The impact of inquiry-based science is supported by research demonstrating that one of the best ways to ensure the academic and career success of students in the long term is through an engaging, high–quality science education curriculum.

Middle and high school teachers report that students, in elementary schools, who participated in the inquiry–based science instruction have developed critical thinking skills, are more interested in, better prepared for, have a better understanding of science.

What does inquiry-based science look like?
Inquiry–based science is a “major tenet of the National Science Education Standards” (Science Scope, March 2000) and well–recognized as a proven approach for successfully advancing the quality of science instruction and improving student achievement in science, math, and literacy.

Unlike traditional textbook teaching, inquiry–based science provides students the opportunity to engage in a scientific question, participate in the design of a procedure, discuss evidence, formulate and connect their explanations to scientific knowledge, communicate and justify their explanations (Science and Children, October 2010). As a result, students are actively involved in their learning, working more cooperatively while developing higher–level thinking, analytical skills, problem solving, and a deeper understanding of fundamental scientific concepts and process skills. This approach is supported by a survey conducted by the Bayer Corporation that reported:


  • 61% of scientists say they first became interested in science before the age of 11
  • 72% of scientists say there was a significant positive factor – most often parent (25%) or teacher (17%) influencing their development of a childhood interest in science
  • During elementary school years, 71% of scientists say their science teachers played an important role in stimulating their interest in science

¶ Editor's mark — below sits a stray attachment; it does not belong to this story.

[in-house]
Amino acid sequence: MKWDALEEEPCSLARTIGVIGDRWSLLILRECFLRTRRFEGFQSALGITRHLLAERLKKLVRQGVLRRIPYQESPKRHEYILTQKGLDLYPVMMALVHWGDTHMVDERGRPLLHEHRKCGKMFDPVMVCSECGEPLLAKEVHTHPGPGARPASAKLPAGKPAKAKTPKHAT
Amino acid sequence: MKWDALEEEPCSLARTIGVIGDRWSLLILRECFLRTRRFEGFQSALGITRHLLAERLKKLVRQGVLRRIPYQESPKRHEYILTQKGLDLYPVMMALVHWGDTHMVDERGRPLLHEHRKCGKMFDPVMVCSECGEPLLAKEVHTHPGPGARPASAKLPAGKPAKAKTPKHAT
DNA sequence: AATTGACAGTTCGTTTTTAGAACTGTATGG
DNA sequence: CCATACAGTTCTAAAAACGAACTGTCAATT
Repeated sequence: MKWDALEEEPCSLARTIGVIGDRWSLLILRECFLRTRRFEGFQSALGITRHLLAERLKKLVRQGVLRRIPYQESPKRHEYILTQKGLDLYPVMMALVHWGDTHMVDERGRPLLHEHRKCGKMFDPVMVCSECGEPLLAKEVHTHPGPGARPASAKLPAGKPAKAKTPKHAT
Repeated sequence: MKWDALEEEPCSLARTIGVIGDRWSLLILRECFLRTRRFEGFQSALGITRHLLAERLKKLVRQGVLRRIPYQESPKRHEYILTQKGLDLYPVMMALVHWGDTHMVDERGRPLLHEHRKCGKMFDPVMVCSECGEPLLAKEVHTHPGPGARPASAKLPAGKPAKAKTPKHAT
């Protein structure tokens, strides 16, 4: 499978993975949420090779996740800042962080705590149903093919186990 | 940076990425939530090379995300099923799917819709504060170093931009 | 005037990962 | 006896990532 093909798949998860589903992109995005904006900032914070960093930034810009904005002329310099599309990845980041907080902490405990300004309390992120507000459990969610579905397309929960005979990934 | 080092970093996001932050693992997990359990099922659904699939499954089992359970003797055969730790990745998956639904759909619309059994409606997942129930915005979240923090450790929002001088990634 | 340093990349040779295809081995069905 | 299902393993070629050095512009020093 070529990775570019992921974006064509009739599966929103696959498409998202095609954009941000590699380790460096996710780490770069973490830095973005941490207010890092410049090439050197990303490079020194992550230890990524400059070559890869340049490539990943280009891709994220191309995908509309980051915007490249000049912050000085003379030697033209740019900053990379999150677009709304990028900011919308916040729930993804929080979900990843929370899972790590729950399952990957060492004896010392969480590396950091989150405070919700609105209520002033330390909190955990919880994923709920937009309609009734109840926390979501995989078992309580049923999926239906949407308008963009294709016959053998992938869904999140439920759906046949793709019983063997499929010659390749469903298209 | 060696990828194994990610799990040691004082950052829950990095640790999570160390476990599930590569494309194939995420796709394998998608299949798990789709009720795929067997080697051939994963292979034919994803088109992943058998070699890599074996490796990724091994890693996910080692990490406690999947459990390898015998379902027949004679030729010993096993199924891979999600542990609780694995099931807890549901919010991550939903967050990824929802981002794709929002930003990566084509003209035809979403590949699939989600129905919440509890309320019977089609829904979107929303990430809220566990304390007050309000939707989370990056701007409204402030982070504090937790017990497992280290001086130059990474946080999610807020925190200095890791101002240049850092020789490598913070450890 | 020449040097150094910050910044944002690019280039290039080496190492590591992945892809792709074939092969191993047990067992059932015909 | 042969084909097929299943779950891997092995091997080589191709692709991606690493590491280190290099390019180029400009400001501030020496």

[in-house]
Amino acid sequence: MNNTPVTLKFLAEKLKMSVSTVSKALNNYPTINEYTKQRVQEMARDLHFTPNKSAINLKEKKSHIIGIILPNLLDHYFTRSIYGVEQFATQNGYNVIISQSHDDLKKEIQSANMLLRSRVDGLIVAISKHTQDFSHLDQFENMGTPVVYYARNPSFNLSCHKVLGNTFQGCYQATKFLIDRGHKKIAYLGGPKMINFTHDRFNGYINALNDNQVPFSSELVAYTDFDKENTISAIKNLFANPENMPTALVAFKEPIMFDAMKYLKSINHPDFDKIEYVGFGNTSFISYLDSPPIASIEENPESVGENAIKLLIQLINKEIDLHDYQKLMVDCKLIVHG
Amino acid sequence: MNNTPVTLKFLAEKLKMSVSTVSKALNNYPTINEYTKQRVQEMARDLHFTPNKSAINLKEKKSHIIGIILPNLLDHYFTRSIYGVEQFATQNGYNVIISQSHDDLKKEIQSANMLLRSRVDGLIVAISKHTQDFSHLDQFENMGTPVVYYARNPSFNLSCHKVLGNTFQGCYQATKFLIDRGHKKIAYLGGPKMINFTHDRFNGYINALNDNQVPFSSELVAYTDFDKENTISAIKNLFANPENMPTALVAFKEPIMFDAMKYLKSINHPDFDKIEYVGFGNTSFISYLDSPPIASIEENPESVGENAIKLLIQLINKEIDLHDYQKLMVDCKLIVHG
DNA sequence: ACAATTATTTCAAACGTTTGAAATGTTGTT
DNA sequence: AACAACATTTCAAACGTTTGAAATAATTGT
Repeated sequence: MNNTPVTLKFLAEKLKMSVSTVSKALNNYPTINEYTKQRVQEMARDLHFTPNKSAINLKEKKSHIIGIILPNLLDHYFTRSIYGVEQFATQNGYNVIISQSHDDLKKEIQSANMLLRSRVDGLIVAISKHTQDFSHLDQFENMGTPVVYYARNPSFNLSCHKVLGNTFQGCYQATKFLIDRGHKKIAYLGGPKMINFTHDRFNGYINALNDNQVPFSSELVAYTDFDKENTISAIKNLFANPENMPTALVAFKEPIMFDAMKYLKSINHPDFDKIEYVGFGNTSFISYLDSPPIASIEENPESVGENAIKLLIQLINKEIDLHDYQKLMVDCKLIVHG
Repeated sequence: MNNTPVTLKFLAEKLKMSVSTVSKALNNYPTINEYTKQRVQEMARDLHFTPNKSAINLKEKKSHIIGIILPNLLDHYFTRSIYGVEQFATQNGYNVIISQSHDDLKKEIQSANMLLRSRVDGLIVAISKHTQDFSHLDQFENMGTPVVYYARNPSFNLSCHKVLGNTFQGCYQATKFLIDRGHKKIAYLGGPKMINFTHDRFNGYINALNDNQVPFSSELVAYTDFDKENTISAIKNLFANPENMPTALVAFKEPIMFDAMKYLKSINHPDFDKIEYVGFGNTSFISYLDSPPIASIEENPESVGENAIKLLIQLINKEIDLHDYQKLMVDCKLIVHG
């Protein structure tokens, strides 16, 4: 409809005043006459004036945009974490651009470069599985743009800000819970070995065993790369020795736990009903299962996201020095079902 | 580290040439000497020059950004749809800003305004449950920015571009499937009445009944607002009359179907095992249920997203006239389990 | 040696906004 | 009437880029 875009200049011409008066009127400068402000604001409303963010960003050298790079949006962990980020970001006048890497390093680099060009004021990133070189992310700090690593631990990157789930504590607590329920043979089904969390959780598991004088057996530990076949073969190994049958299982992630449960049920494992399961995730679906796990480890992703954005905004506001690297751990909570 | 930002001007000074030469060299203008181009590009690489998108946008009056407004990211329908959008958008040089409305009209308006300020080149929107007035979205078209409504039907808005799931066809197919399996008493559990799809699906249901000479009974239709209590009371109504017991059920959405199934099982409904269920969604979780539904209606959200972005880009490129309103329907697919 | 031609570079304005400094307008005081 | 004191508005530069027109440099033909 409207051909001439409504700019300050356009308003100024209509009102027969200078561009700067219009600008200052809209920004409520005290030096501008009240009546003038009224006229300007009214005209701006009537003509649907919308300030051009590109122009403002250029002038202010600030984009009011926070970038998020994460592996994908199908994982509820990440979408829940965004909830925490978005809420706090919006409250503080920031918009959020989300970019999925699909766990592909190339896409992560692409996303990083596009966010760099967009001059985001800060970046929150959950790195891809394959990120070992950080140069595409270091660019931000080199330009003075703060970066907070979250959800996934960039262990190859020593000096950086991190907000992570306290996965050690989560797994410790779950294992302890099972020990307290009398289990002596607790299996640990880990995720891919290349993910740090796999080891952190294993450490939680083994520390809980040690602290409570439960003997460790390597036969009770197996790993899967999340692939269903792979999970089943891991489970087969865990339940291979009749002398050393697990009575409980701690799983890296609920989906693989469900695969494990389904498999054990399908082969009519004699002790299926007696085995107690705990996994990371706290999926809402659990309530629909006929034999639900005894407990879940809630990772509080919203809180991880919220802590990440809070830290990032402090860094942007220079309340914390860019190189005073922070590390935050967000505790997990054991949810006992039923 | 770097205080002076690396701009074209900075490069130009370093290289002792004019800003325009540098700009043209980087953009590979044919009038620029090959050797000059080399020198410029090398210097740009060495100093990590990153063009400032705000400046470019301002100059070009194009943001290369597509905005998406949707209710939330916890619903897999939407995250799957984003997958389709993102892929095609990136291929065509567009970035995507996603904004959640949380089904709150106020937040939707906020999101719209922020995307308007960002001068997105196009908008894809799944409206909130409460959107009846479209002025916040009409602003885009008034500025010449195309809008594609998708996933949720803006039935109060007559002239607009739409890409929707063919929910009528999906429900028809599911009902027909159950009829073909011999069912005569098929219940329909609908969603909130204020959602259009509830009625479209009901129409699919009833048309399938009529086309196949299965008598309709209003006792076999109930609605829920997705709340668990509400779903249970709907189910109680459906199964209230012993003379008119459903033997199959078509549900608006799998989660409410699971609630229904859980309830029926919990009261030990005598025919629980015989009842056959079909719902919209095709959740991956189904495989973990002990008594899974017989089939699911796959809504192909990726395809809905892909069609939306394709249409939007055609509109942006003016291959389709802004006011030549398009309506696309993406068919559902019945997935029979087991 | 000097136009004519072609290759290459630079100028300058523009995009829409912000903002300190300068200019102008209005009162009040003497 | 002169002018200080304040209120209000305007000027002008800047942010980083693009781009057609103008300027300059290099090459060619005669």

• In designing an elementary school science program, 70% of scientists say they would include the following approaches: (1) encourage students to think critically, test assumptions, and question common opinion, (2) have the teacher act as a guide or mentor to students, (3) have students carry out science experiments and formulate their own results


Anecdotal evidence suggests that when students are taught science through an inquiry–based approach in elementary school student’s interest in science continues in middle school and high school. In fact, as a result of participating in inquiry-based science program in elementary school, staff from a local high school reported they added three new sections of Biology to meet the academic needs of the incoming freshman. In subsequent years, three new sections of Chemistry and three new sections of Physics were added to the high school schedule. There were no significant curriculum changes other than the introduction of inquiry–based curriculum and instruction (National Academy of Science, 2009).

Nuturing and Sustaining Effective Programs in Science Educaiton for Grades K-8: National Academy of Sciences, 2009